Niraj Lama was so busy running his downtown tea shop he didn’t pay much attention to the news that a nearby Teavana, located at the Eastview Mall in Victor, NY was closing.
At least not until the mall operators came to call with an offer Happy Earth Tea could not refuse.
In January, Lama will open a second, 1,000 sq. ft. tea shop in the mall which threw into their offer expensive sinks, water filters, counters, lighting, shelving, and display racks that greatly reduced the expense of build out.
Teavana was happy to unload the furniture and fixtures following the July decision by parent Starbucks to close all 379 outlets. Most of these Teavana stores are located in malls nationwide.
While the nation’s largest shopping mall owner successfully forced Teavana to continue operating in 77 locations, as the new year begins there are hundreds of similar deals in the works.
The trick is to locate a mall where Teavana was thriving. Starbucks made it very clear that while some locations were dismal failures―despite additional training, remodeling, and promotions―others were returning handsome profits up to the day they abandoned shop. Stores in the latter category generate $1000 per square foot of retail space, grossing up to $1 million a year.
Eastview Mall is one of those locations. Situated in an upscale region near wine-famous Finger Lakes and owned and operated by Wilmorite Management Group, the indoor mall first opened in 1971. It houses more than 30 stores unique to the market including Apple, Brooks Brothers, Crabtree & Evelyn, Eddie Bauer, L.L. Bean, LEGO, Michael Kors, TUMI and Vera Bradley. There are five anchors including a Von Maur and a Regal Cinema along with top restaurants like P.F. Chang’s China Bistro.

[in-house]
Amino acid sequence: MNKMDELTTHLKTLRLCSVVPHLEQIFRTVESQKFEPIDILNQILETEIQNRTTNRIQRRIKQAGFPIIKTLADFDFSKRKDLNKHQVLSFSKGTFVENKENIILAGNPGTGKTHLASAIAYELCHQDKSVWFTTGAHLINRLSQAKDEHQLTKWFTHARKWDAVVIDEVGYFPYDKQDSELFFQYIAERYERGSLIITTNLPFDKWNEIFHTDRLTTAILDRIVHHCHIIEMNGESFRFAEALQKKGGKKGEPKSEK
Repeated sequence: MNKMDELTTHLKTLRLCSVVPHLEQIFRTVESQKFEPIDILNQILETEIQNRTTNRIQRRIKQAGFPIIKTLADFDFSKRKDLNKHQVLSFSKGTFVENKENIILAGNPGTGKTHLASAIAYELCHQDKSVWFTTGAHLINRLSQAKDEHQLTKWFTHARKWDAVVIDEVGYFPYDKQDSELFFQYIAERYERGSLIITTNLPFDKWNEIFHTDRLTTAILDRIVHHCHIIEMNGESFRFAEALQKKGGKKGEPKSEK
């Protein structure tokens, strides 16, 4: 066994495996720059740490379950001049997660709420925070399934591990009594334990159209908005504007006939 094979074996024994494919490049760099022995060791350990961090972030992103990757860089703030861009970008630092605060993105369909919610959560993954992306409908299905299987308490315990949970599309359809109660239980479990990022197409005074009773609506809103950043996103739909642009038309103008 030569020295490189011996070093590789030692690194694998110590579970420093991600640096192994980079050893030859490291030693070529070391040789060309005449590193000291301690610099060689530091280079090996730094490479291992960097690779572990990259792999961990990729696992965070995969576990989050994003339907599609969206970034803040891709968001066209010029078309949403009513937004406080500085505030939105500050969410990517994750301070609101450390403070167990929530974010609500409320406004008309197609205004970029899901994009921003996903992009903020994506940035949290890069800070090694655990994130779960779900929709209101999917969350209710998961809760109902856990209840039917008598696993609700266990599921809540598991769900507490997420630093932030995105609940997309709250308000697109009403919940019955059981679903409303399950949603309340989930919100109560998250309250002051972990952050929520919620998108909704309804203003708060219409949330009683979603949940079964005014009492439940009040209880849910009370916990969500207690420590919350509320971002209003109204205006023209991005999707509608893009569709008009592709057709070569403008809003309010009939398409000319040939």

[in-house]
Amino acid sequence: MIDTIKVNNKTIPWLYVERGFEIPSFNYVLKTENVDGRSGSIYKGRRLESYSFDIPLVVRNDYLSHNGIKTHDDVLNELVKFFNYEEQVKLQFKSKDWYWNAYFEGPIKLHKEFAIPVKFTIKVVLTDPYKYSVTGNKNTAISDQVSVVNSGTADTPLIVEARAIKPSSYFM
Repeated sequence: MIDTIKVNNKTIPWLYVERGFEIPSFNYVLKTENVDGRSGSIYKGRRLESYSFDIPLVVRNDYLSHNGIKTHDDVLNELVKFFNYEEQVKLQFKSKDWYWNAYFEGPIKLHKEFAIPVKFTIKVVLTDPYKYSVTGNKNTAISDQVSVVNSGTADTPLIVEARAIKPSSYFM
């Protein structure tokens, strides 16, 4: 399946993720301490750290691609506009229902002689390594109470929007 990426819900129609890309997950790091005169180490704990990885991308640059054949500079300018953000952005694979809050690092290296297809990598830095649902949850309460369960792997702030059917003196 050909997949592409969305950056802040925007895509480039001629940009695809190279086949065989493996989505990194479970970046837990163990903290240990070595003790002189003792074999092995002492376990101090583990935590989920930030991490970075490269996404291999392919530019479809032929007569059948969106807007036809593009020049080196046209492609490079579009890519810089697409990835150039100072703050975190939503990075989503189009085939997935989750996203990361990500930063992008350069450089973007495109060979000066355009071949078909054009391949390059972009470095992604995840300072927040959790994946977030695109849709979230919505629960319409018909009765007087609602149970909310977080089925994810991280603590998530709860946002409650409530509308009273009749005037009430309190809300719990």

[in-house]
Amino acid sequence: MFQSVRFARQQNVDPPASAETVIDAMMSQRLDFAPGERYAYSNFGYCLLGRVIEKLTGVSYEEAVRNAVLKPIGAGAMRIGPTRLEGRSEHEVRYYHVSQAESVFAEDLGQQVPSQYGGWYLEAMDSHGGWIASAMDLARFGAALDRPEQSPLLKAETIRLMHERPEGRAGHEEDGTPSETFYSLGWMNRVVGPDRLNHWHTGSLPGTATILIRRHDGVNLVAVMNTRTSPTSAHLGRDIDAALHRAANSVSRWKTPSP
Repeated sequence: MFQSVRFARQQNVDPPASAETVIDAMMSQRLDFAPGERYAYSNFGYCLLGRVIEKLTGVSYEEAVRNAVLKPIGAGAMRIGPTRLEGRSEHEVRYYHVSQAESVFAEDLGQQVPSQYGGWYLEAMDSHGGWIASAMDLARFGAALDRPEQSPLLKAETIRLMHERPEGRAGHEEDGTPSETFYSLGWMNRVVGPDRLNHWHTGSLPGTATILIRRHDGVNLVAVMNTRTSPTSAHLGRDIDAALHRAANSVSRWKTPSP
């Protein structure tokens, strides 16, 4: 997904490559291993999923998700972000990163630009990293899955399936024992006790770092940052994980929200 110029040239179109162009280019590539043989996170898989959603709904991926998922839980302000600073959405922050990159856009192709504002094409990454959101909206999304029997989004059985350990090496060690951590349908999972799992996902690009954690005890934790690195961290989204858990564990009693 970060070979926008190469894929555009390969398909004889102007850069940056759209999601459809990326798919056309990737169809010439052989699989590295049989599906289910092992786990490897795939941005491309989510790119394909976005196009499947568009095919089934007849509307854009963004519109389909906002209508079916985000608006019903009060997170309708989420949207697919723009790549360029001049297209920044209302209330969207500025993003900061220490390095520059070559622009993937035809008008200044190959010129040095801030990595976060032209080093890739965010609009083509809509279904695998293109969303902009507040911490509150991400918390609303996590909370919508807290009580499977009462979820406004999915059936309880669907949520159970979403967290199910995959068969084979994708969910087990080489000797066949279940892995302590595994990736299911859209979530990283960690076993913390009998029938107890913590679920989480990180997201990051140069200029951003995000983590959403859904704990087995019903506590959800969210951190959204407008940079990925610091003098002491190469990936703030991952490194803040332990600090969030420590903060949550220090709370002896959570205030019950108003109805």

Dennis Wilmot, vice president of leasing at Wilmorite told the Democrat & Chronicle that attracting local businesses has always been a priority for the company, but even more so recently to fill spaces vacated by national chains.
“As the retail landscape continues to evolve, there is a tremendous resource of successful local tenants and restaurateurs that we feel will help differentiate the experience at our properties,” he said.
Lama, 44, a native of Darjeeling, India, started his tea business online in 2011 after relocating to the U.S. He opened his first brick and mortar shop in 2016 at 650 South Ave., in the South Wedge neighborhood. He calls the Leaf Tea Bar a “sober pub,” a hangout for locals who want a taste of fine tea.
Lama travels often to Nepal and Darjeeling, India. He offers single-estate, hand-crafted teas, including herbals and he enjoys whipping up a bowl of matcha for patrons. His selection spans 50 teas with a few flavored blends. His focus is on the health benefits and the art of tea. Nearly all Happy Earth Teas are certified organic.
“Initially there was some hesitation. I was not sure the mall was a place for small independents, but we were aware that Teavana was really doing well. The mall approached us because of our local reputation. They wanted to keep tea available for customers and did not want someone else to go in there,” he said.
“I think we kind of fell into it,” he said, adding, “Without the Wilmorites actively courting and supporting us with terms favorable for a small independent shop this would not be possible.”
Initially the shop will offer dry tea and take away. Lama says the shop may expand to tea service “once I get a sense of mall customers and my staff.” He knows he will need to broaden his offerings to include blended, flavored teas.
Manning the store from 10 a.m. to 9 p.m. daily and during weekend hours will significantly increase labor costs. “From the business stand point that is the biggest challenge. We are going from 2 employees to around 10,” he said.
He was able to hire some of the Teavana team and expects to open in early February.
Source: Democrat & Chronicle